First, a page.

Well, Well, Well ... So, That's How Much It Costs to Drill a Well

by Team HomeServe
A blue drilling truck sits in front of a house on a dirt lot as it prepares to dig a residential water well

If you live in a rural area — or you no longer want to be dependent on municipal water sources — drilling a well might be a great option for your water supply.

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Would you like to drill a well on your property but don't know how much it will cost? Well-drilling costs could vary based on several factors.

How Much Does It Cost to Drill a Residential Well?

You shouldn't attempt to drill a well yourself, as you could easily strike utility lines if you don't drill properly. Well-drilling costs vary based on depth and the type of material being drilled through, so you could speak with your neighbors to see what they paid and how deep their wells are.

According to Forbes.), drilling a residential well typically costs between $10 to $65 (CAD 13 to CAD 87) per foot of depth, which would be $1,000 to $6,500 (CAD 1,334 to CAD 8,668) for a 100-foot deep well, and $4,000 to $26,000 (CAD 5,334 to CAD 34,672) for an even deeper 400-foot well. This wide cost range is due to factors that impact well-drilling costs and installation.

How Much Does It Cost to Install a Well?

Depending on your intended use for a well, the length of the piping needed, the size of the well pump, as well as any pressurized tanks that might be needed, installation could cost between $750 and $30,000 (CAD 1,000 and CAD 40,007) or more, including the cost of drilling the well and casing material.

The total price really depends on where you live, how deep the well needs to be and the type of material being drilled into. There are numerous applications for wells, and the amount of equipment needed to run your well and the cost of connecting water lines play a role in determining the cost. You'll want to consider how you'll keep the well intact, collect water from it and protect the water from contamination and pests.

What Factors Impact Cost?

Several factors impact your well-drilling costs, including:

  • A pump system to move water from the ground into your water lines
  • Water treatment if you intend to use the water for consumption or irrigation
  • An electric line to run your equipment
  • The control box and panel used to operate the well
  • Local drilling permits to get started on your project
  • The diameter and depth of your well
  • Your choice of materials for the well
  • Installation of a pressure tank
  • The depth of your well
  • Your intended use

Irrigation wells and residential wells with a wide diameter are the most expensive to drill and install. You can save a lot of money by considering whether you can get away with a shallower well or one that isn't as wide. In some cases, you can recoup money from your investment. For example, a geothermal well can produce electricity for your home.

Materials for Residential Wells

Most residential wells use PVC or steel pipe. The material you choose can impact the cost of your well and the quality of the water you draw. Steel pipe is a little more expensive, but it doesn't need to be replaced as frequently.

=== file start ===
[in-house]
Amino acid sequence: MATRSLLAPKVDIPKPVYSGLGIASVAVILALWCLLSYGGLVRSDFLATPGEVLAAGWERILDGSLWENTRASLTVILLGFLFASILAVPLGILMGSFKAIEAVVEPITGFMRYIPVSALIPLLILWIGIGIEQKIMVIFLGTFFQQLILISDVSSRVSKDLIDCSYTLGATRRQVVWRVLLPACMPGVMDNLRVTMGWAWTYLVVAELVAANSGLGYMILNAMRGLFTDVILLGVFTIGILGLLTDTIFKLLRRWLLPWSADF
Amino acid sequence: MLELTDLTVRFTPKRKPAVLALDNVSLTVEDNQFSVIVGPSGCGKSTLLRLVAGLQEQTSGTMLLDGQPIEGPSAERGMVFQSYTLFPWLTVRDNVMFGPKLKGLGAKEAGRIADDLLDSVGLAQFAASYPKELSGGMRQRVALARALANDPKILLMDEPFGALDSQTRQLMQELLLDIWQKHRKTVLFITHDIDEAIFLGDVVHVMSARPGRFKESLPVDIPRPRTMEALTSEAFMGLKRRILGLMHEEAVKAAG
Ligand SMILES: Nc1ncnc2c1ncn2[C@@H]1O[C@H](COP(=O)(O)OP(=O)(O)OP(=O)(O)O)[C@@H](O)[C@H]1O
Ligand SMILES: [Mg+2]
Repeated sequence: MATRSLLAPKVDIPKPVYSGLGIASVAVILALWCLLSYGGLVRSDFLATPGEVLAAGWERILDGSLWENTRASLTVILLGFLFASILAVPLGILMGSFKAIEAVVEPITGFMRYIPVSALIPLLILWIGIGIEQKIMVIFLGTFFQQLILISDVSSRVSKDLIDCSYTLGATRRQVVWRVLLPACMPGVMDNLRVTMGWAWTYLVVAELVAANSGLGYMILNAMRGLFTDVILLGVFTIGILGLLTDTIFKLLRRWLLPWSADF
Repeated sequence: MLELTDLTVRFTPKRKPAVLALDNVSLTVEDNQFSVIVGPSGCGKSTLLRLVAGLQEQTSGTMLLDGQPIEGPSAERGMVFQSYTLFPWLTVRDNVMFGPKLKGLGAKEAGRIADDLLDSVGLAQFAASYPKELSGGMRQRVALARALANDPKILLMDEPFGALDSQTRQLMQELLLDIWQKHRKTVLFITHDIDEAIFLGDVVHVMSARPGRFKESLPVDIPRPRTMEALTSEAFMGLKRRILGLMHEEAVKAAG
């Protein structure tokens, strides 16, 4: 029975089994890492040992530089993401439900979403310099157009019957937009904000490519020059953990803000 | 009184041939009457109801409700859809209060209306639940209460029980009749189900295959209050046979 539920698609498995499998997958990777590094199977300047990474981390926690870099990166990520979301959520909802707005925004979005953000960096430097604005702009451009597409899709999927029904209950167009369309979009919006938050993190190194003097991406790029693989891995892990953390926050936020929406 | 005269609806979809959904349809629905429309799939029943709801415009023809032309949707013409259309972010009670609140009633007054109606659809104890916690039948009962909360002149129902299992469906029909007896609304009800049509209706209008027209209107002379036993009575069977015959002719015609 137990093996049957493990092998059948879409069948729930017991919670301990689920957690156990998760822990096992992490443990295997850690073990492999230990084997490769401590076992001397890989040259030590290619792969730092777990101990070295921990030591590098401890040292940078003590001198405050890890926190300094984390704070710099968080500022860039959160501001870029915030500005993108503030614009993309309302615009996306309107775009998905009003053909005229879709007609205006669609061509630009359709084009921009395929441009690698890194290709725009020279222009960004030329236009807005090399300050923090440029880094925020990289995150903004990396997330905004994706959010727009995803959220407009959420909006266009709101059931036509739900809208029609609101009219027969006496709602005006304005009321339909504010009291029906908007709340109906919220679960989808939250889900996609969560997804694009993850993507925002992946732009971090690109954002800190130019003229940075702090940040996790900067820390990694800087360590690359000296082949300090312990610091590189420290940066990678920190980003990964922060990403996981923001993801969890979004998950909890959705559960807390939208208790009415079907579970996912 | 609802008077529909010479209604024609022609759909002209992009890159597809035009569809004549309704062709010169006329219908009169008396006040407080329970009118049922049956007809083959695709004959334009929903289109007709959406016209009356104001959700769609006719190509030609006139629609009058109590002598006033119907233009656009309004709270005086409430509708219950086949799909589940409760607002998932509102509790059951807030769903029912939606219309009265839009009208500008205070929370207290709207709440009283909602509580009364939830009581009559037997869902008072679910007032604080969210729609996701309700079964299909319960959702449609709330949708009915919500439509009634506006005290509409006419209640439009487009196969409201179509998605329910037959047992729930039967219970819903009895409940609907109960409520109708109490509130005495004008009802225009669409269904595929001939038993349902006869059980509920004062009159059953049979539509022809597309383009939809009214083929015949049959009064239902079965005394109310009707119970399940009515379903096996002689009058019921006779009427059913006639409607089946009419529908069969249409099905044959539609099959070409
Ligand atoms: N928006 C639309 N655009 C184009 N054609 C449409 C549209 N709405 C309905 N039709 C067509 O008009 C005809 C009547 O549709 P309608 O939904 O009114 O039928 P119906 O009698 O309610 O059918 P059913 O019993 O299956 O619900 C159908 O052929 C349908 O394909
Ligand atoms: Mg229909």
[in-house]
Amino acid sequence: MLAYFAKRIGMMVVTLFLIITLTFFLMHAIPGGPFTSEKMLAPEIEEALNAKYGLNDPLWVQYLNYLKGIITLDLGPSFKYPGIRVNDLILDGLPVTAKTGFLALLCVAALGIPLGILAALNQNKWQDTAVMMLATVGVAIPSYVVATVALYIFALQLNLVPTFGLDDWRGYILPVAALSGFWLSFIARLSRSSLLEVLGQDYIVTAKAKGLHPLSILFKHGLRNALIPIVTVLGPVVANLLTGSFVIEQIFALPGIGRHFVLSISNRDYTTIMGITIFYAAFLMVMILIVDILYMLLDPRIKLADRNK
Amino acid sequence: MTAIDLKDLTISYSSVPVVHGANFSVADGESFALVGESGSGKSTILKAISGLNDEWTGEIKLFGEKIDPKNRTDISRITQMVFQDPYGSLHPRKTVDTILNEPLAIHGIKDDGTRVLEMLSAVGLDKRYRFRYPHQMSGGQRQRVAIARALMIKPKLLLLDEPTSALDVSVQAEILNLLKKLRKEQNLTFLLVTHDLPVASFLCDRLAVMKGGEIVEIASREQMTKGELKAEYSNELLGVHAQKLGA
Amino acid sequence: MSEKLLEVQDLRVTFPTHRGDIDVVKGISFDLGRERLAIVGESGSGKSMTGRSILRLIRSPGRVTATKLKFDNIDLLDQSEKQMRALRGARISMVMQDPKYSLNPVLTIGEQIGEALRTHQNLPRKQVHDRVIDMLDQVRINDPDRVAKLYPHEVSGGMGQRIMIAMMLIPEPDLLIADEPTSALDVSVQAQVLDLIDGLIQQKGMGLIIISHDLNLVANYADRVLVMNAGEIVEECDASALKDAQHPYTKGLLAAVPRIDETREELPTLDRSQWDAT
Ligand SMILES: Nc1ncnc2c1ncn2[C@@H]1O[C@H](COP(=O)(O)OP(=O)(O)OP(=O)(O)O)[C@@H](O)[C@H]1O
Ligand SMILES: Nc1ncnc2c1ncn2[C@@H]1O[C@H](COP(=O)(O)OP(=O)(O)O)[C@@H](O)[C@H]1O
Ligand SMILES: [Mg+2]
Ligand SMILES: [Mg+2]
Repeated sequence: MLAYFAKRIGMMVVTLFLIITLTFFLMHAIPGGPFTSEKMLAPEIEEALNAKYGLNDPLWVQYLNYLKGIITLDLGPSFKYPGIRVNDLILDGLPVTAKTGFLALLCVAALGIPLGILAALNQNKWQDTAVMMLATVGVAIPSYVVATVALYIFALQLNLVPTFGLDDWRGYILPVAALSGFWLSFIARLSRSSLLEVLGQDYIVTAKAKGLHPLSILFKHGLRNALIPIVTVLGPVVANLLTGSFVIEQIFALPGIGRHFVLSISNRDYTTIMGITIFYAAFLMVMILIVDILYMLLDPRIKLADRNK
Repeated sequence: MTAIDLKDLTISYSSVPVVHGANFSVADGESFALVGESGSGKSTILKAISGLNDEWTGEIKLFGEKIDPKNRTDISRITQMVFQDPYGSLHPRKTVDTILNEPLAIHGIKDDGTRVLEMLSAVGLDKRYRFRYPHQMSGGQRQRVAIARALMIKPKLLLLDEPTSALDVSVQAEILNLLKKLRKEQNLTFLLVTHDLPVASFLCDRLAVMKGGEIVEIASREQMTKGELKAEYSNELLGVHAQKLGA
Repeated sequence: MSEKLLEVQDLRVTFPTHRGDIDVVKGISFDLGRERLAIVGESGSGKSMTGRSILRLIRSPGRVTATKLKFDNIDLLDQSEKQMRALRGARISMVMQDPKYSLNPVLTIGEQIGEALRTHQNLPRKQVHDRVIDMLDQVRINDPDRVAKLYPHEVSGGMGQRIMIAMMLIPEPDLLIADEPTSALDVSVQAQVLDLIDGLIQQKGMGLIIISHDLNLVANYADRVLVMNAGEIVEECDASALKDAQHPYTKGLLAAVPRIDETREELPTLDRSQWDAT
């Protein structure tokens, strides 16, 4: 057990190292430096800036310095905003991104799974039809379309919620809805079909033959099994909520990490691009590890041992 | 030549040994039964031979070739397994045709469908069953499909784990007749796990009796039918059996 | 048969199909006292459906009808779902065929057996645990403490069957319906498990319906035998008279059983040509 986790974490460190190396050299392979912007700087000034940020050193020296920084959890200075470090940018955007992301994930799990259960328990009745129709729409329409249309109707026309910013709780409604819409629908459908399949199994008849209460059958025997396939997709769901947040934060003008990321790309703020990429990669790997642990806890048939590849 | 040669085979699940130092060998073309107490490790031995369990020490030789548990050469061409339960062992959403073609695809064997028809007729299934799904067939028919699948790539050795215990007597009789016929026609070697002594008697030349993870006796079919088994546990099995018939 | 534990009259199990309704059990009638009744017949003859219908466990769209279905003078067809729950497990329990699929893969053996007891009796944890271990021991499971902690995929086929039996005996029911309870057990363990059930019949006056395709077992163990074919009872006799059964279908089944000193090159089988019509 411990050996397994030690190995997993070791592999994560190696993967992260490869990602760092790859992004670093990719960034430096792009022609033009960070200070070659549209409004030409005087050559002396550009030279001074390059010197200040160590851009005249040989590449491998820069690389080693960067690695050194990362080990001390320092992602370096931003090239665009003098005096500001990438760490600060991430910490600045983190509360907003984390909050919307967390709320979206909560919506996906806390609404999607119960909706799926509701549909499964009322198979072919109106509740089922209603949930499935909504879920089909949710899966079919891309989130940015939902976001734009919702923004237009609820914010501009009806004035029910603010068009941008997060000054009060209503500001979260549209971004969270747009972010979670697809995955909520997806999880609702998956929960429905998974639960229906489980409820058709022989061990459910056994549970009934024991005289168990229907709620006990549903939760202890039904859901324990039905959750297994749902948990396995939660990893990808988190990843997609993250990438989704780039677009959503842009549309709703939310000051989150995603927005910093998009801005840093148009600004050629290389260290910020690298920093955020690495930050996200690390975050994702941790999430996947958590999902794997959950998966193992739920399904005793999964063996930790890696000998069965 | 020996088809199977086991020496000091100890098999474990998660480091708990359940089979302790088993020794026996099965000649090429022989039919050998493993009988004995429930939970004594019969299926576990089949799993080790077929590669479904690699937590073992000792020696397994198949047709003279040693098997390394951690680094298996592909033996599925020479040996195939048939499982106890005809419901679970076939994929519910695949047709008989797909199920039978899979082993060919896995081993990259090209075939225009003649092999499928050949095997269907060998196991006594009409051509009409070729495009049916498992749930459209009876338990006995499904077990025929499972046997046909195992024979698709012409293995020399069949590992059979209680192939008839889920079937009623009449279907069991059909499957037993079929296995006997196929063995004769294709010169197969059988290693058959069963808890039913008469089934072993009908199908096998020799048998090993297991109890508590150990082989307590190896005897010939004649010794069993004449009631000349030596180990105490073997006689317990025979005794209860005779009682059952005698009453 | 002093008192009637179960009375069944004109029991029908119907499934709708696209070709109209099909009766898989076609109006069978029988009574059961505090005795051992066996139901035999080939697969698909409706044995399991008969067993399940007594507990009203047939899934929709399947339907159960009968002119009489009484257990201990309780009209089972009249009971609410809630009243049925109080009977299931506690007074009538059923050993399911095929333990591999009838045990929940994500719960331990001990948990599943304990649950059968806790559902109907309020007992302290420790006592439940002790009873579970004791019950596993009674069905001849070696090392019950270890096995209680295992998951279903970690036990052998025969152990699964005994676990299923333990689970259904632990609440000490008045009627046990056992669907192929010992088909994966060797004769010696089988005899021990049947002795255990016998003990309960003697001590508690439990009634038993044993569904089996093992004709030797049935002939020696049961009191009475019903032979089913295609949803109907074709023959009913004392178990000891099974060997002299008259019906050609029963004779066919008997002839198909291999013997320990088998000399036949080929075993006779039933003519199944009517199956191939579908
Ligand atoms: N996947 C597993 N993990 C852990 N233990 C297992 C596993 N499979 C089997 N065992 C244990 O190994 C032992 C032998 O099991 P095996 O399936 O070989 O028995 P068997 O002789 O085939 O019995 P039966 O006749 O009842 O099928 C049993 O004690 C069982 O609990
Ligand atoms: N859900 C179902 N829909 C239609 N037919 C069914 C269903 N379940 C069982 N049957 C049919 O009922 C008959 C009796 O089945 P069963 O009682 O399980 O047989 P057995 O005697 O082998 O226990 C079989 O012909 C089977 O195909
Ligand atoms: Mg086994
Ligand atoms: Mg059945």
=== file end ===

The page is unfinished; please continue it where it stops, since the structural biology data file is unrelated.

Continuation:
How Long Does It Take to Drill and Install a Well?

If you hire professionals to dig a well and install it for you, you can expect the project to be completed within a week of beginning. It takes about three days to dig to your desired depth, and the rest of the time is spent installing the machinery you need to run the well. The complexity of the project may affect the amount of time the project takes, with more complex wells taking up to two weeks to install.

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How Long Does a Well Last?

A well can last anywhere from 30 to 50 years if you take care of it, but you also need to consider the cost of maintaining equipment to run the well. Well pumps must be replaced every 10 years, and you need to have your water lines and pressure tank inspected regularly. You don't want to contaminate your well or taint the groundwater, or your neighbors won't be able to use it either.

When you install a well, you also need to install a septic system to protect the surrounding groundwater. You may also need a water filtration system if you intend to drink and cook with water from your well.

Before digging a well, make sure it's going to produce enough water. The average household uses 100 to 120 gallons of water per person, so you'd need to draw 500 gallons per day for a family of four. Another thing to consider is the well's flow rate, which should be 3 to 5 gallons per minute.

What Types of Wells Can You Install on a Residential Property?

Geothermal Wells

A geothermal well uses a ground exchange heater to create hot water and energy for your home. Geothermal wells have been around since the 1940s, and their efficiency varies depending on your region, the season and weather patterns. They're more expensive to install, but they could save you money on electricity by giving you hot water and transferring heat into energy to power your home. According to the U.S. Department of Energy, homeowners may recoup the cost of a geothermal well in five to 10 years.

Irrigation Wells

Irrigation wells are typically used to operate sprinkler systems without the need to pay for water since your water source is in the ground. Even if you don't use an irrigation well for agriculture, it can save you money and protect your water source during the summer, when it's more difficult to draw water from the ground.

Residential Wells

Standard residential wells are the cheapest to install, but they don't produce as much water or offer the energy savings that a geothermal or irrigation well might. They're a good option if your only concern is providing your family with enough water to drink, cook and bathe.

All CAD conversions are based on the exchange rate on the date of publication.